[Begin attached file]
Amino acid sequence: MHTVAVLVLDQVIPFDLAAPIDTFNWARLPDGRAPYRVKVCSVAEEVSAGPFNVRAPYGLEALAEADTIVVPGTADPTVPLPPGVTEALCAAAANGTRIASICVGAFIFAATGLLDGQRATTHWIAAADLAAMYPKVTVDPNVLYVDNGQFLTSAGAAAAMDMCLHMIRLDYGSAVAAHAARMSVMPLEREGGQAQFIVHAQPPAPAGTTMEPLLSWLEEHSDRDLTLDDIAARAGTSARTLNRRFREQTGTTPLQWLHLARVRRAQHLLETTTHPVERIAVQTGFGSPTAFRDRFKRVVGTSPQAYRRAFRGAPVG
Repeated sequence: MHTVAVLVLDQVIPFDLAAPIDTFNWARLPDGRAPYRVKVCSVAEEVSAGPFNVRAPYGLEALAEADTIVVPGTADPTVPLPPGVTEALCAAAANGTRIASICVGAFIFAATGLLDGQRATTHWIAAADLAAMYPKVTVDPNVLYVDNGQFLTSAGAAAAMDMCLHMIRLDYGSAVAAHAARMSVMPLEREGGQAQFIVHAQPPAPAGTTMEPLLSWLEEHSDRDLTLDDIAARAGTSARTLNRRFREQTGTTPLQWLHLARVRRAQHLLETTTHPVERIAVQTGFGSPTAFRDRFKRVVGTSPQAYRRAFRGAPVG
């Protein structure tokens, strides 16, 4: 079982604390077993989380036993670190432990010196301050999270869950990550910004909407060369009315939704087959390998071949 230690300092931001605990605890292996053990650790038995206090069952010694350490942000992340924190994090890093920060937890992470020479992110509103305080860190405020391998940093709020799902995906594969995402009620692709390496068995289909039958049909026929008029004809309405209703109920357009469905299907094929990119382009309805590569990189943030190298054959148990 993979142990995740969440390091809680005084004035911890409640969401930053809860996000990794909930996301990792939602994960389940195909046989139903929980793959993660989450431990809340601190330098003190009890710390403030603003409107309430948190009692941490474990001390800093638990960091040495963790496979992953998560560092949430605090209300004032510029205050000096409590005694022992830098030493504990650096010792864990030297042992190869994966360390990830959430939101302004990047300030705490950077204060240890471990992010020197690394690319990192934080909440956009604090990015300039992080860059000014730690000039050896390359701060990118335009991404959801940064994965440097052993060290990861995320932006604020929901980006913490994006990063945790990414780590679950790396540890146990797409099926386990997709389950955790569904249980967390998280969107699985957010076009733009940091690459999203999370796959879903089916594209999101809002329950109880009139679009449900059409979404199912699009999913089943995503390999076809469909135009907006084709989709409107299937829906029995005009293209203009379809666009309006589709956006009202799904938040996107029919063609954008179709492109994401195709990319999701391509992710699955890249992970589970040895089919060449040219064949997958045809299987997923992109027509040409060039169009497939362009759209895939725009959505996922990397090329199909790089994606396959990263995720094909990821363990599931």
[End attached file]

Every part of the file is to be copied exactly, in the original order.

Amino acid sequence: MHTVAVLVLDQVIPFDLAAPIDTFNWARLPDGRAPYRVKVCSVAEEVSAGPFNVRAPYGLEALAEADTIVVPGTADPTVPLPPGVTEALCAAAANGTRIASICVGAFIFAATGLLDGQRATTHWIAAADLAAMYPKVTVDPNVLYVDNGQFLTSAGAAAAMDMCLHMIRLDYGSAVAAHAARMSVMPLEREGGQAQFIVHAQPPAPAGTTMEPLLSWLEEHSDRDLTLDDIAARAGTSARTLNRRFREQTGTTPLQWLHLARVRRAQHLLETTTHPVERIAVQTGFGSPTAFRDRFKRVVGTSPQAYRRAFRGAPVG
Repeated sequence: MHTVAVLVLDQVIPFDLAAPIDTFNWARLPDGRAPYRVKVCSVAEEVSAGPFNVRAPYGLEALAEADTIVVPGTADPTVPLPPGVTEALCAAAANGTRIASICVGAFIFAATGLLDGQRATTHWIAAADLAAMYPKVTVDPNVLYVDNGQFLTSAGAAAAMDMCLHMIRLDYGSAVAAHAARMSVMPLEREGGQAQFIVHAQPPAPAGTTMEPLLSWLEEHSDRDLTLDDIAARAGTSARTLNRRFREQTGTTPLQWLHLARVRRAQHLLETTTHPVERIAVQTGFGSPTAFRDRFKRVVGTSPQAYRRAFRGAPVG
């Protein structure tokens, strides 16, 4: 079982604390077993989380036993670190432990010196301050999270869950990550910004909407060369009315939704087959390998071949 230690300092931001605990605890292996053990650790038995206090069952010694350490942000992340924190994090890093920060937890992470020479992110509103305080860190405020391998940093709020799902995906594969995402009620692709390496068995289909039958049909026929008029004809309405209703109920357009469905299907094929990119382009309805590569990189943030190298054959148990 993979142990995740969440390091809680005084004035911890409640969401930053809860996000990794909930996301990792939602994960389940195909046989139903929980793959993660989450431990809340601190330098003190009890710390403030603003409107309430948190009692941490474990001390800093638990960091040495963790496979992953998560560092949430605090209300004032510029205050000096409590005694022992830098030493504990650096010792864990030297042992190869994966360390990830959430939101302004990047300030705490950077204060240890471990992010020197690394690319990192934080909440956009604090990015300039992080860059000014730690000039050896390359701060990118335009991404959801940064994965440097052993060290990861995320932006604020929901980006913490994006990063945790990414780590679950790396540890146990797409099926386990997709389950955790569904249980967390998280969107699985957010076009733009940091690459999203999370796959879903089916594209999101809002329950109880009139679009449900059409979404199912699009999913089943995503390999076809469909135009907006084709989709409107299937829906029995005009293209203009379809666009309006589709956006009202799904938040996107029919063609954008179709492109994401195709990319999701391509992710699955890249992970589970040895089919060449040219064949997958045809299987997923992109027509040409060039169009497939362009759209895939725009959505996922990397090329199909790089994606396959990263995720094909990821363990599931």